Action: Ponto-Caspian gammarids: Change salinity of the water
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One of two replicated laboratory studies (one controlled) in Canada and the UK found that increasing the salinity level of water killed the majority of invasive shrimp within five hours. One found that increased salinity did not kill invasive killer shrimp.
Freshwater gammarid shrimps are sensitive to increased levels of salt in the water. Addition of salt to the water, or exposure to sea water therefore offers a potential management tool.
Supporting evidence from individual studies
A replicated, controlled laboratory experiment in 2009, on specimens taken from a river in Canada (Ellis & McIsaac 2009) found that invasive freshwater shrimp Echinogammarus ischnus, were killed when salt was added to water. Within five hours, 66% of shrimp died from exposure to saline water (30% salinity). It did not make a difference if the water salinity was increased gradually or immediately. Only 33% of shrimp treated survived for up to two days and 0% beyond two days. Ten shrimp were placed in each of 12 glass jars. The water in four of the jars had 30% salinity from the beginning (using unfiltered river water). The salinity in another four jars was 4% at the start of the experiment and increased every hour to 8, 14, 24 and 30%. Four jars were controls (freshwater only). Every hour for five hours, and after 24 and 48 hours, dead animals were removed and live animals counted.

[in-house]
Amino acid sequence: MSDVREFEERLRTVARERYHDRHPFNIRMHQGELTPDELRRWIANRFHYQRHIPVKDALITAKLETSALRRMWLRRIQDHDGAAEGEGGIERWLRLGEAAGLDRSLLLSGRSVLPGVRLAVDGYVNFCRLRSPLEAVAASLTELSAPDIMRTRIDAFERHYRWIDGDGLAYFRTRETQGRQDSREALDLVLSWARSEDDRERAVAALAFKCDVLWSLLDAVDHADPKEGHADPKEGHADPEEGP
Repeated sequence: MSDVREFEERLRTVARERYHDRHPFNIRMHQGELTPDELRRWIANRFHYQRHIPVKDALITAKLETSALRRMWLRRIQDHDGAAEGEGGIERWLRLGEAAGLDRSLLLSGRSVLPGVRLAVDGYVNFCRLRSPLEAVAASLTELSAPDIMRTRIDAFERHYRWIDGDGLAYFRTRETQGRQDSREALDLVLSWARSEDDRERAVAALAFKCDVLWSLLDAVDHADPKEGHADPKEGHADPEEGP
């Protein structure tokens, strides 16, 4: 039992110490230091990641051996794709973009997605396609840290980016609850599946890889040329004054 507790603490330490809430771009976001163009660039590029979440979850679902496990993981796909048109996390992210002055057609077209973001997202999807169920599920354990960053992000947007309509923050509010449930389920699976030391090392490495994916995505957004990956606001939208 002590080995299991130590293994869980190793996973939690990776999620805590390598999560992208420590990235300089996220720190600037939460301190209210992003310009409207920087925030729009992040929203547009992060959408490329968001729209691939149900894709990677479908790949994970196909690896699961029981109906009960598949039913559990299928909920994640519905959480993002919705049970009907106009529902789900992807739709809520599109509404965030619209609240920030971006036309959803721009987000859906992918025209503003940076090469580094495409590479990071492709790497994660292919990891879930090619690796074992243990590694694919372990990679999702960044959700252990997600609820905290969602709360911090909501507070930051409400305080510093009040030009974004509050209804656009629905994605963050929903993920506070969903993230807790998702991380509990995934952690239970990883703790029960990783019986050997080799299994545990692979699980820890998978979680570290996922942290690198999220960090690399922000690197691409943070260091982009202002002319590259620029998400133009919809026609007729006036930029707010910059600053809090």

A controlled laboratory study conducted in 2011 in England, UK (Stebbing et al. 2011) found that adding salt to freshwater did not kill the killer shrimp Dikerogammarus villosus. None of the shrimp died during the test period. This included shrimp exposed to salinity levels 3.5 times more saline than normal seawater. Tests were conducted on 5 captive shrimp immersed for 15 minutes in de-chlorinated water of different salinities ranging from 5 to 160 grams of salt/litre. Artificial marine salt was used to adjust the salinity in the test solutions. Dead and live shrimp were counted.
- Ellis S. & McIsaac H.J. (2009) Salinity tolerance of Great Lakes invaders. Freshwater Biology, 54, 77-89
- Stebbing P.D., Sebire M. & Lyons B. (2011) Evaluation of a number of treatments to be used as biosecurity measures in controlling the spread of the invasive killer shrimp (Dikerogammarus villosus). CEFAS Final Contract Report C5256, 40pp.